You may love the look of a larger vehicle, but if you don’t have five children, you might not need that much space and that particular car may not be right for your daily commute and errands.

 

After you’ve considered the personal aspects of which car to buy, move on to the less subjective parts of the process:

 

1. Depreciation Most cars depreciate at about 15% per year. With new cars, there is a 20% depreciation rate as soon as you drive off the lot. You want to consider this before you decide to buy a new car, especially if you can’t put much money down as a down payment. Chances are you’ll be upside down on your car loan almost immediately if you’re  financing the entire cost.

 

2. Cost-to-own Also, consider the true cost to own the car you’re eyeing. These costs include insurance, fuel,  maintenance, and more. Maintenance costs vary by manufacturer and model. Do your research—some manufacturers have better reputations than others. Some new cars even come with “free” maintenance plans for the first couple of years or for a certain number of miles.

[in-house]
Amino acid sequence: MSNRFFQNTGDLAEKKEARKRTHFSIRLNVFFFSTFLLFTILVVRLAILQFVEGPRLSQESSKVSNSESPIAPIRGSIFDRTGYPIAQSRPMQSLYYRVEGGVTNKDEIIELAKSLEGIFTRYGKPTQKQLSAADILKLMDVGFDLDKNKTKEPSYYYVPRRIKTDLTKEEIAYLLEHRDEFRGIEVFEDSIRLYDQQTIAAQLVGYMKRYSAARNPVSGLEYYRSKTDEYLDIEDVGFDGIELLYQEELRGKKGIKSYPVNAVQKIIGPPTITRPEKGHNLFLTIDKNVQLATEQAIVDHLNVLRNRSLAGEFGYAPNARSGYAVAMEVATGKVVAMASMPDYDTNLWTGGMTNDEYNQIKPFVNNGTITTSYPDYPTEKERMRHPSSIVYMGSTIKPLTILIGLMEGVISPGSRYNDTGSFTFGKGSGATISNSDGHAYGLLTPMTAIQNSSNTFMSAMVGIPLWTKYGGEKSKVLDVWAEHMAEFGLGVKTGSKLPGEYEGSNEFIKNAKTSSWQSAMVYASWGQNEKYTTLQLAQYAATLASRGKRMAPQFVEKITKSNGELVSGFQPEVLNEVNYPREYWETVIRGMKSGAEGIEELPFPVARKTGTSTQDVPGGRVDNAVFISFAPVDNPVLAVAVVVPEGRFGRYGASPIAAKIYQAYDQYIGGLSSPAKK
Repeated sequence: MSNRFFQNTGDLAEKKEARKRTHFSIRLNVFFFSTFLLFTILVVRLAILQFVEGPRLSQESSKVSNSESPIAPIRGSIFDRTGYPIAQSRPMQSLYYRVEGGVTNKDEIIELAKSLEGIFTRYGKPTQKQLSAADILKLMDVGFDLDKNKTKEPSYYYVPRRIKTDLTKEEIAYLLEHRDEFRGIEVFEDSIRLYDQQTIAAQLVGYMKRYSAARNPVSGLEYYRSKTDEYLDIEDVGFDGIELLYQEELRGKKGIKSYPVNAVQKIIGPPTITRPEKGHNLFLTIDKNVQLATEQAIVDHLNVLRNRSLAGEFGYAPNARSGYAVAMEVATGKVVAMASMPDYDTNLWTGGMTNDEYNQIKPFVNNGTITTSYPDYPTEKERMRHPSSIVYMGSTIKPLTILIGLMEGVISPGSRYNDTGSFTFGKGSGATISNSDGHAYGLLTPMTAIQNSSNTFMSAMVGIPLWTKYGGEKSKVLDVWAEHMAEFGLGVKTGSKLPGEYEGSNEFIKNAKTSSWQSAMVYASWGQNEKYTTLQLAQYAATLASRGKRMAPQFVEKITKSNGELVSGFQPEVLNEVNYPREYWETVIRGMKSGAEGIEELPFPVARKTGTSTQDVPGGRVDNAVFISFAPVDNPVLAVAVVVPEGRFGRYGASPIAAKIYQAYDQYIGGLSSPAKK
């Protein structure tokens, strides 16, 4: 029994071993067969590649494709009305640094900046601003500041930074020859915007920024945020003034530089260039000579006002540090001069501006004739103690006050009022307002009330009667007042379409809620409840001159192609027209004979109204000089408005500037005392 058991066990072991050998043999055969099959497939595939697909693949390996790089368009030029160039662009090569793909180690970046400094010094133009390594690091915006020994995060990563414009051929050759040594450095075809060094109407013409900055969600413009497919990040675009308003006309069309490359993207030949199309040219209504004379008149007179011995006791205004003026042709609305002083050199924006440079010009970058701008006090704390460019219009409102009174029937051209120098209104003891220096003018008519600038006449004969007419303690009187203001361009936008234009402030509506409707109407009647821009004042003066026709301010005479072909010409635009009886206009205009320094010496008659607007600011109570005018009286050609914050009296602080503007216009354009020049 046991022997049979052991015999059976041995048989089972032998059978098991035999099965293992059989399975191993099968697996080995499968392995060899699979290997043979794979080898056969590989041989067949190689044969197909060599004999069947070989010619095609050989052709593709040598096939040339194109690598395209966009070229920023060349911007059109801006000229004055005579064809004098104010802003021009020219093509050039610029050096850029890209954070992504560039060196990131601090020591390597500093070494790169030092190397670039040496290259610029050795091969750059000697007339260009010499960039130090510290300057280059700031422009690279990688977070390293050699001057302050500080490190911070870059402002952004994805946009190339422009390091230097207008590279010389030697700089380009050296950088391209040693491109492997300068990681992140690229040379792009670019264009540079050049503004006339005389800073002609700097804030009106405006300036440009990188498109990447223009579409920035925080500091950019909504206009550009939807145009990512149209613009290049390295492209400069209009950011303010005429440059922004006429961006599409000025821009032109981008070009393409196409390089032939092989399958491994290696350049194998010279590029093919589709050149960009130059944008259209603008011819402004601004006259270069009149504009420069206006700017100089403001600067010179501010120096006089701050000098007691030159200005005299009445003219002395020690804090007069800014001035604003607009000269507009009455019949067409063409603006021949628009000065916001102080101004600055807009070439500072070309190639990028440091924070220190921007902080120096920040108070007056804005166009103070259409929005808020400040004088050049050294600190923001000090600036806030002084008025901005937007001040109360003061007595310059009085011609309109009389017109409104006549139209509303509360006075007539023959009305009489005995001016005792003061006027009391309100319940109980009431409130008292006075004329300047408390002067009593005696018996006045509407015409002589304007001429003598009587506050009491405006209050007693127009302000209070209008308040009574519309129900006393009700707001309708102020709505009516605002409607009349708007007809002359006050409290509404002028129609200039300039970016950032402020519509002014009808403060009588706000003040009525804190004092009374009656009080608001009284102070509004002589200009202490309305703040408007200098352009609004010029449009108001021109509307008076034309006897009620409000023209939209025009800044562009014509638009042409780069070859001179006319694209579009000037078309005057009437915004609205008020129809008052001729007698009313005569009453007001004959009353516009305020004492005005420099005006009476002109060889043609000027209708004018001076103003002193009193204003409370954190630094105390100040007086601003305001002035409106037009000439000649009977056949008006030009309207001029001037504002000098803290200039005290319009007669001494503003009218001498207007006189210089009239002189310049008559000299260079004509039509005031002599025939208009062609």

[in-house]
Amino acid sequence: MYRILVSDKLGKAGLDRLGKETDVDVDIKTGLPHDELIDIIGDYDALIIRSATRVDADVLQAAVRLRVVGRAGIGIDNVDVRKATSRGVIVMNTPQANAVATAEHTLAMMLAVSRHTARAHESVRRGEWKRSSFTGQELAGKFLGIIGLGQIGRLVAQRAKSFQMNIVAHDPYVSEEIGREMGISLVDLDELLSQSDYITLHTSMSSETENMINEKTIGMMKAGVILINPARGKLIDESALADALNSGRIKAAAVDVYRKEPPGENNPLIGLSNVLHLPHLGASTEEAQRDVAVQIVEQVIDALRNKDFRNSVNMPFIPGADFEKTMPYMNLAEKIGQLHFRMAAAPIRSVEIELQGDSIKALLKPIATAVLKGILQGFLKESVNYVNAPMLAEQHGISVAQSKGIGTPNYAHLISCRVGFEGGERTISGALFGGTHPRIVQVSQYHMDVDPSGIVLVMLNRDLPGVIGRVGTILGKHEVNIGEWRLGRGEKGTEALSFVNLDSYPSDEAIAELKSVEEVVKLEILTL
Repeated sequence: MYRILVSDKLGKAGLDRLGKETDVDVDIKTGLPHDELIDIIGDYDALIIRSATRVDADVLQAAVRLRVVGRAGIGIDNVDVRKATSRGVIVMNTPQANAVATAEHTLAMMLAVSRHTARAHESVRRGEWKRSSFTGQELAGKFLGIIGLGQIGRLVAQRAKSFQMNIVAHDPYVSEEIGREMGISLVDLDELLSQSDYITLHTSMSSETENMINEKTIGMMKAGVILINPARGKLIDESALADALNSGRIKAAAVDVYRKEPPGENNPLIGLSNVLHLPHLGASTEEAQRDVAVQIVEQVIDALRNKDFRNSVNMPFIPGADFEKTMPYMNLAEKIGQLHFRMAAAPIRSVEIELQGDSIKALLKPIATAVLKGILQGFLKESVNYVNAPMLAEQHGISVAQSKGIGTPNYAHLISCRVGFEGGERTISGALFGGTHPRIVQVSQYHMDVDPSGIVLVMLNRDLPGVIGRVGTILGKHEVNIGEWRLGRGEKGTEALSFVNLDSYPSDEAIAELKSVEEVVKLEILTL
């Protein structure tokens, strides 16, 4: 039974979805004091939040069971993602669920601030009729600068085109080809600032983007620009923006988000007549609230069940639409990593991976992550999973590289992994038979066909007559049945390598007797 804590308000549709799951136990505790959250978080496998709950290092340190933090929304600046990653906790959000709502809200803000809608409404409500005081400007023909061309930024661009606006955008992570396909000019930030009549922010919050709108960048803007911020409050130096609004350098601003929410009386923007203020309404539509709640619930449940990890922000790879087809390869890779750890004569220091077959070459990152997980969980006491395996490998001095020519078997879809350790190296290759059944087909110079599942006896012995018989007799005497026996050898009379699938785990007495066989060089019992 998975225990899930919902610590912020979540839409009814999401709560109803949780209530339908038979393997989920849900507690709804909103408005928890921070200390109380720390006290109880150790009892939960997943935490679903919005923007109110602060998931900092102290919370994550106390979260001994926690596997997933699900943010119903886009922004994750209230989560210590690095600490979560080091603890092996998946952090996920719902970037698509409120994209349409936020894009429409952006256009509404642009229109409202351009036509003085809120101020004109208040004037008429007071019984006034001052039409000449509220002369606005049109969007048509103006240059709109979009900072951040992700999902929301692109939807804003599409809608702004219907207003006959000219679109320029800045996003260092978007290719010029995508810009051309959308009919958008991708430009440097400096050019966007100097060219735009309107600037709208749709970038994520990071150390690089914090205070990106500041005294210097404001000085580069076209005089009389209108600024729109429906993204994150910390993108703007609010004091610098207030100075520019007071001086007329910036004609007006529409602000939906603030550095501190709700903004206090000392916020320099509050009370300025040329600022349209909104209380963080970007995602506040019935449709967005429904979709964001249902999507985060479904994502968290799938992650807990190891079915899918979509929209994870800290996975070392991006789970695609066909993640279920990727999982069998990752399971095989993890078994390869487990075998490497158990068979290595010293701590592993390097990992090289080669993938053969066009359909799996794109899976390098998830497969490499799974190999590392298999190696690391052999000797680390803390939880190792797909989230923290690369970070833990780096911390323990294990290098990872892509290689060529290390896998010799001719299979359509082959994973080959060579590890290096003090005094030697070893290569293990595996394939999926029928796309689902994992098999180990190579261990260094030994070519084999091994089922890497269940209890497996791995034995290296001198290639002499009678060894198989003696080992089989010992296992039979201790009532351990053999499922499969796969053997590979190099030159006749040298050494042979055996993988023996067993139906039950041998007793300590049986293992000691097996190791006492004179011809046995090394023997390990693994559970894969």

3. How much can you afford? Don’t guide yourself solely by what the dealership is willing to lend you. And, don’t be blindsided by an attractive low monthly payment—oftentimes tied to a super-long loan term. Consider all aspects of financing—the total amount you are going to end up paying for that vehicle when it’s all said and done. That’s what matters.

 

Visit Cy-Fair Federal Credit Union before you even step on the lot. As a not-for-profit financial cooperative, we can approve you for an auto loan that fits your circumstances—and your budget. We won’t put you into a loan you can’t afford, and we’re happy to explain everything to you away from the high-pressure of the dealership.